Abortion and Other Evils

Do “Gay Birds” Prove Homosexuality is Moral?

This is certainly an interesting topic and certainly one which will get people to click. Apparently a number of species of birds and mammals have been known to display homosexual behavior. There were two penguins, for instance, called Roy and Silo who lived together in New York City’s Central Park Zoo. They began performing mating rituals together in 1998 and in 1999. They attempted to hatch a rock as if it were an egg and steal eggs from other penguin couples (evidently, they were alright with kidnapping in order to have a child). Eventually, the zoo staff allowed them to adopt a young penguin girl called Tango who grew up to be a lesbian and began dating another penguin called Tanuzi. It seems Roy and Silo became more aggressive once another couple forced them out of their nest. They eventually broke up and Silo got with a female called Scrappy. Roy remained single to the end of his days. It should be noted that they were never seen in a sexual act, but apparently were doing the penguin equivalent of making out. Apparently, two children’s books starring Roy, Silo, and Tango were released—controversial for obvious reasons.

Some have argued that this may not have been sexual after all, since they never had any sexual acts. Although this may be true, I would not be at all surprised if same-sex attraction exists among penguins. However, some have argued that since animals display homosexual behavior, this some way suggests it is natural and moral to do. I beg to differ.

My objection is very simple: if people are to decide from animals what is moral, this should follow for all animal practices. The majority of humans do not do this. For instance, rabbits occasionally eat their young, especially when varmints, household pets, rodents, or some other unusual visitor enters the rabbitry soon after the doe has delivered her young or the does are dehydrated (I certainly hope the reader does not support mothers eating their babies if they are dehydrated). Frogs will eat any critter they can swallow—including other frogs. Cute little hamsters can, in fact, be territorial and eat other hamsters who invade their personal space. They are even known under some circumstances to eat their young. Occasionally even chimpanzees, probably the most intelligent species on the planet, have been known to cannibalize their former friends. Some might say that this does not happen often among chimpanzees as it does not happen often among humans, which may be true, but neither do penguins often have homosexual relationships. It is a rare occurrence. But if we are to say that since some animals are homosexual, this is reason to suppose that humans can be, we might also just as well conclude that cannibalism is permissible.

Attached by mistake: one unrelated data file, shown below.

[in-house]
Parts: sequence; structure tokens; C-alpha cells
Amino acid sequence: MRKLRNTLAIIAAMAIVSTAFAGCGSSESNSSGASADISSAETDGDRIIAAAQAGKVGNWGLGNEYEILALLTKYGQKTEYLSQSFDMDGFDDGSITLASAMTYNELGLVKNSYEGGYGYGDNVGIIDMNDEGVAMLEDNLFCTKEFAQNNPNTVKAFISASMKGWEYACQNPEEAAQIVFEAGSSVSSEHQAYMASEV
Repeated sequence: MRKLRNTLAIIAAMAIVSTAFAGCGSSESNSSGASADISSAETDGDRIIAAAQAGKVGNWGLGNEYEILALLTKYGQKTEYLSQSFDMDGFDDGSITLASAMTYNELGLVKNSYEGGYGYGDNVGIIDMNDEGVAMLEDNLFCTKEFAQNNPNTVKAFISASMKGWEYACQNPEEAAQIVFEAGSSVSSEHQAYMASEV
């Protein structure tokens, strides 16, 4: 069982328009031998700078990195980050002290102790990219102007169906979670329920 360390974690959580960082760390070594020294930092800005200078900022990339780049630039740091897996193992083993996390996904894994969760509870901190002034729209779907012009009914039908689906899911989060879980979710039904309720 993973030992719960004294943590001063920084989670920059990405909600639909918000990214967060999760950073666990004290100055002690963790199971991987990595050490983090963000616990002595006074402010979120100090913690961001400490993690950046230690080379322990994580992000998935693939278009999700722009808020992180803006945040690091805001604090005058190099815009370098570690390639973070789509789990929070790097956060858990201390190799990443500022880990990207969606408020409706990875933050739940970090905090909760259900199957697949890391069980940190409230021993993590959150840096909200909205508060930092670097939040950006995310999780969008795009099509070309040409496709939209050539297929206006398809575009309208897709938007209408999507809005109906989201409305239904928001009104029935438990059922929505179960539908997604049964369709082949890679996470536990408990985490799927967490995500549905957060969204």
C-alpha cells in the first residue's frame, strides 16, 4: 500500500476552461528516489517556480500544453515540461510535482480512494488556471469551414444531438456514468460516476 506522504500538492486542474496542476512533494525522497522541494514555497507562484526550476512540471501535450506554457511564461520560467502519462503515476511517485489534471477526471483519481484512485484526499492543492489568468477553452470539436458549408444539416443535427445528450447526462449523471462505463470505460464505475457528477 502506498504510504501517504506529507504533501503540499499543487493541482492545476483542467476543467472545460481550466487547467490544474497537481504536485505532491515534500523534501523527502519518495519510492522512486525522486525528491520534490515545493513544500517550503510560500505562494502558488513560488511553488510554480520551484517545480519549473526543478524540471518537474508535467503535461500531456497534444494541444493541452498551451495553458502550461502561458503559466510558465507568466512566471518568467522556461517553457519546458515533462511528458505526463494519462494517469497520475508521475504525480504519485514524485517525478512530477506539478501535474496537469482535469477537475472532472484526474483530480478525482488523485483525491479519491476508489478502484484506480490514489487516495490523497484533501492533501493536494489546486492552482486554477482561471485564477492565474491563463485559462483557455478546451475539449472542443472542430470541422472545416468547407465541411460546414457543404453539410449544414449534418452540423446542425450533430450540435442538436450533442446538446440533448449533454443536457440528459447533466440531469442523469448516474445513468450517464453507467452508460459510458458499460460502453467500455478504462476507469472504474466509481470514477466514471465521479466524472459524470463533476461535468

I honestly do not understand why we should base our morality off of animals at all, since they have less of it. What, apart from the religious claims of the immortality of the soul, differentiates us from the animals? Rationality and volition. Monkeys are said to show some sense of fairness, but animals in general are not so ethically based as humans are. So why should we practice morality based on what the animals do? Why should we sink to our animal instincts in such a way? In other words, if a few animals mature abnormally so as to practice behaviors which would be immoral for humans, why does that mean that we should do the same?

So I do not really see why the fact that certain animals display homosexual behavior means that we should as well. If we sink to our animal instincts, nothing really makes us greater than they.

Bonum Certamen Certemus

I am the Catholic of Honor

A page from the controversial children’s book, And Tango Makes Three, by Justin Richardson and Peter Parnell, which tells in a narrative form the story of Roy, Silo, and Tango.